"In the 20-year history of the UFC, it will be 20-years in November, there has never been a death or a serious injury," White said. "Never been a death or serious injury in 20 years because we go above and beyond when it comes to the safety of these guys. When you know you have two healthy athletes getting ready to compete, they get the proper medical attention before and after, it's the safest sport in the world, fact."
UFC officials pride themselves on taking great precautions when it comes to fighter safety, especially head injuries. Such precautions include shelving top-notch fighters for up to three months, when the promotion could be making valuable pay-per-view dollars off them.
"Concussion is a huge dilemma right now for the NFL," White said. "Here's the difference between the UFC and the NFL as far as concussions are concerned. First of all, if you get a concussion, if you get knocked out or you get hurt whatsoever in the UFC, three months suspension. You are on suspension for three months and you cannot come back until you are cleared by a doctor. You can't have any contact whatsoever. In the NFL, you're not going to lose Tom Brady for three months, man. You lose Tom Brady for three months and your whole season is wiped out. So, the UFC, listen, we don't hide from it, it's a contact sport and that's what these guys do, (is) much safer."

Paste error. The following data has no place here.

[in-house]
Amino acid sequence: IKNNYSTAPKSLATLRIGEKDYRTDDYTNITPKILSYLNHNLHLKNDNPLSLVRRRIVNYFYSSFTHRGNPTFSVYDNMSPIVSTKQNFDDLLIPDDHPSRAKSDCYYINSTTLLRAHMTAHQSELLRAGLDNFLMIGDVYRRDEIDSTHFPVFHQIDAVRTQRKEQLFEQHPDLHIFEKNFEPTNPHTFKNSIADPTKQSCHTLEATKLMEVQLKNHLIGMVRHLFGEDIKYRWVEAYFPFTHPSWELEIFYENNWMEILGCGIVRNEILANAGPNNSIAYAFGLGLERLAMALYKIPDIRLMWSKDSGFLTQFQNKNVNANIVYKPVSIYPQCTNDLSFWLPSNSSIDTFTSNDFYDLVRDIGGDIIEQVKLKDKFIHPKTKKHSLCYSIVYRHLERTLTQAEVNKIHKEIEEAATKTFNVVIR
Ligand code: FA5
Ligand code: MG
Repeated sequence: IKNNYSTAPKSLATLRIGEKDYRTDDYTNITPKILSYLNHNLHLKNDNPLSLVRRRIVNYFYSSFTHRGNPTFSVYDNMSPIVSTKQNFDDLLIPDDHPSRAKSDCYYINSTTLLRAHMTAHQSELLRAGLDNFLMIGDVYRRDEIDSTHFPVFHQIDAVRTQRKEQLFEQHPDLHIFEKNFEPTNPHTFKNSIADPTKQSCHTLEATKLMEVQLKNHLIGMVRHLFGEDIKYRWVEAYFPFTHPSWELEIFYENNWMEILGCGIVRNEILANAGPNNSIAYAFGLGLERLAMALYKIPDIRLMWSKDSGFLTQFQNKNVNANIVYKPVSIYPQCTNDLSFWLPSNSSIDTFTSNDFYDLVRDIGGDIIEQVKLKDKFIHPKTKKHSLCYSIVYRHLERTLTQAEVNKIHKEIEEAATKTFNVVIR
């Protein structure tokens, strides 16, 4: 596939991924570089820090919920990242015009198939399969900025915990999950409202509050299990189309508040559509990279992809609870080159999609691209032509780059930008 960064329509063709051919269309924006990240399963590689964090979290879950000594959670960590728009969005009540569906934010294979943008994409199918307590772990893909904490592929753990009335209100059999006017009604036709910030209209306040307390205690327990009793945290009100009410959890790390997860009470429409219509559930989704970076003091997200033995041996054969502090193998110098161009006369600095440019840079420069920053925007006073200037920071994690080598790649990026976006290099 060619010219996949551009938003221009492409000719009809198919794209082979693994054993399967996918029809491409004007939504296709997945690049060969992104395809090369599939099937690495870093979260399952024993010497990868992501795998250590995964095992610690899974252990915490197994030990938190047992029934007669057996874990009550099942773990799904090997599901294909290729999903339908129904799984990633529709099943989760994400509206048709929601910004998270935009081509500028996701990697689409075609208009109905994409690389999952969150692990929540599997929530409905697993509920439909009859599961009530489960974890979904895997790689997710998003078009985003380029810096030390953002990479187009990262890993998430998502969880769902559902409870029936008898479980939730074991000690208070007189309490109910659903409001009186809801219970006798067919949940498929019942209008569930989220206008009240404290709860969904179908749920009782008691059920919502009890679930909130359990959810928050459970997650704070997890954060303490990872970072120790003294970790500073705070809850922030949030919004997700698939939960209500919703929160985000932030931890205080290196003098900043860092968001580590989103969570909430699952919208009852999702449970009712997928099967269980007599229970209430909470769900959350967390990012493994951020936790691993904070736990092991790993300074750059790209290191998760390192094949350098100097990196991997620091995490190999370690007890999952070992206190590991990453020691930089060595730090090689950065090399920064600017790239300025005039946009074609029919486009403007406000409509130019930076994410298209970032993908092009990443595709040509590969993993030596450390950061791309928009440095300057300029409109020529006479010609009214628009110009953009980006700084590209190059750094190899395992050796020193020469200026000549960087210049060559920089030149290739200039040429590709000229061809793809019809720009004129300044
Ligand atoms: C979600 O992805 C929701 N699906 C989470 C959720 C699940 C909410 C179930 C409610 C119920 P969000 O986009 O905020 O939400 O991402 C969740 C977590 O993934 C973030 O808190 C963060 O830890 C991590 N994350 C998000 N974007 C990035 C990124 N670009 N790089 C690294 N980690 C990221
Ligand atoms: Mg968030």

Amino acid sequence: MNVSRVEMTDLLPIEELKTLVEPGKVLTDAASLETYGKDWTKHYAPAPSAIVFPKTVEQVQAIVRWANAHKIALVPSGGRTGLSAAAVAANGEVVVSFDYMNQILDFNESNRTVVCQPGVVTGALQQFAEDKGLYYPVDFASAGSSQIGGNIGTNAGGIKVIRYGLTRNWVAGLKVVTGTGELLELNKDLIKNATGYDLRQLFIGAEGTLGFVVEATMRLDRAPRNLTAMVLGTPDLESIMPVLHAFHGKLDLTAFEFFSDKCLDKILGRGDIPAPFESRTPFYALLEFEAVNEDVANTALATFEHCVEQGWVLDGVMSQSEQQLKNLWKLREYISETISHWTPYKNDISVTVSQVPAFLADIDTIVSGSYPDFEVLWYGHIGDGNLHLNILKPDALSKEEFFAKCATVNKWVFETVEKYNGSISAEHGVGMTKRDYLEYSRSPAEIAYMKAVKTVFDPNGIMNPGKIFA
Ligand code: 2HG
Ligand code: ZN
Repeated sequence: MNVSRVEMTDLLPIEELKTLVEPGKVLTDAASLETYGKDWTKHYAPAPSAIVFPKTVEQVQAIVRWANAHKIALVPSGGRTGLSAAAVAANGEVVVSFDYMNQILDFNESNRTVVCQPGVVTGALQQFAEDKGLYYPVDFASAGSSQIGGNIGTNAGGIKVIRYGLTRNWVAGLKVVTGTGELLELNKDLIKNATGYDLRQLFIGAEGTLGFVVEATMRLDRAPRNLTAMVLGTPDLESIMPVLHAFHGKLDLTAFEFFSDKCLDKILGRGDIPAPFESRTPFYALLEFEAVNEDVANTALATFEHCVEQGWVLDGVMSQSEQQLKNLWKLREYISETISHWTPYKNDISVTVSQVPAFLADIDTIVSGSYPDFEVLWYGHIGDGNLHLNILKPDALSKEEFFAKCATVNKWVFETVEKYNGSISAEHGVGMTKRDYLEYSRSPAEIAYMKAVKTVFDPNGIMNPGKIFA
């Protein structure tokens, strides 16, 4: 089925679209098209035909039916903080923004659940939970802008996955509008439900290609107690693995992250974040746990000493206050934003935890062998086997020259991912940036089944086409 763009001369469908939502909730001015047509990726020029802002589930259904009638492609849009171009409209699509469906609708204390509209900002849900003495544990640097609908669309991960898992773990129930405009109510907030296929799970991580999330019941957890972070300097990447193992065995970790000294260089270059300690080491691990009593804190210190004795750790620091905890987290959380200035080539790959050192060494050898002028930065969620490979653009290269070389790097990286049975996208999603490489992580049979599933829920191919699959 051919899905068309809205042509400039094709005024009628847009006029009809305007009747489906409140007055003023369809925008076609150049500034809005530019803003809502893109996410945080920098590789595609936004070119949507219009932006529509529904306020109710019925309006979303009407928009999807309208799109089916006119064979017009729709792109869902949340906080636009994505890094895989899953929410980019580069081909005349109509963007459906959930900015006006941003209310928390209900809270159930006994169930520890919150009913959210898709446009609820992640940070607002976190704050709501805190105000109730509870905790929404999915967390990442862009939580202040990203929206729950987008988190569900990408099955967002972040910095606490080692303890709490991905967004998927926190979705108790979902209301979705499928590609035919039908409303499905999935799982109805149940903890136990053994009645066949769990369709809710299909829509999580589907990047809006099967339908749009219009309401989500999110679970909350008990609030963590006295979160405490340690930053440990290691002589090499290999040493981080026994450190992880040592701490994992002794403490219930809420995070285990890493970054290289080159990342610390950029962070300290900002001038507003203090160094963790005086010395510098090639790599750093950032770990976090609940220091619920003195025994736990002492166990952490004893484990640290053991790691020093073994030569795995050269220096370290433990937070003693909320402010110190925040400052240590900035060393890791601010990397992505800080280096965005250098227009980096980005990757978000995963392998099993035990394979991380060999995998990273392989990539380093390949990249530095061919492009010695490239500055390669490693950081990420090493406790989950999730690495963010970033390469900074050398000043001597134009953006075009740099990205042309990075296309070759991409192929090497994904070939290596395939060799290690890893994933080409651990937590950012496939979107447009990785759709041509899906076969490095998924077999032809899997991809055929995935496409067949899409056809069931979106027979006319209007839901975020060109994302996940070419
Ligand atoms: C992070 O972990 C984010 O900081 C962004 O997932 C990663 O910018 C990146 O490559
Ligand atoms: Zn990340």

Time will tell if MMA turns out to be safer than football. The sport of mixed martial arts is just 20 years old, so most of the original cage fighters are still in their late-40s.
There is a much larger sample size to consider when looking at the NFL, as professional football has been around for close to 100 years.